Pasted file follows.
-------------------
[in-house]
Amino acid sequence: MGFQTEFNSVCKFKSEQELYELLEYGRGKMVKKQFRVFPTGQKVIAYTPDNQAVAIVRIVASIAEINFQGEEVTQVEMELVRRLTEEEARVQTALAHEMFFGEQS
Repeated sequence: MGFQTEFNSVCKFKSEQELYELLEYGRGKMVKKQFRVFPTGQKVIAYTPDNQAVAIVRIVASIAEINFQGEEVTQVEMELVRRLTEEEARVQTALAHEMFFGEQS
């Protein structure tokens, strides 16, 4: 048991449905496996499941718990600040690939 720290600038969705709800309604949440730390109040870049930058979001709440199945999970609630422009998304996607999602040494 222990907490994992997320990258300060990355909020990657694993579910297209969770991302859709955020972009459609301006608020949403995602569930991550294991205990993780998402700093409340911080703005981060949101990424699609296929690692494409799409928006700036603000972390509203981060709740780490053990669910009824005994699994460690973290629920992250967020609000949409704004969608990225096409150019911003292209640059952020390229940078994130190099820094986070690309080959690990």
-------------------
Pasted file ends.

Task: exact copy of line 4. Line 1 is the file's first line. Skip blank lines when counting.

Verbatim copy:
């Protein structure tokens, strides 16, 4: 048991449905496996499941718990600040690939 720290600038969705709800309604949440730390109040870049930058979001709440199945999970609630422009998304996607999602040494 222990907490994992997320990258300060990355909020990657694993579910297209969770991302859709955020972009459609301006608020949403995602569930991550294991205990993780998402700093409340911080703005981060949101990424699609296929690692494409799409928006700036603000972390509203981060709740780490053990669910009824005994699994460690973290629920992250967020609000949409704004969608990225096409150019911003292209640059952020390229940078994130190099820094986070690309080959690990």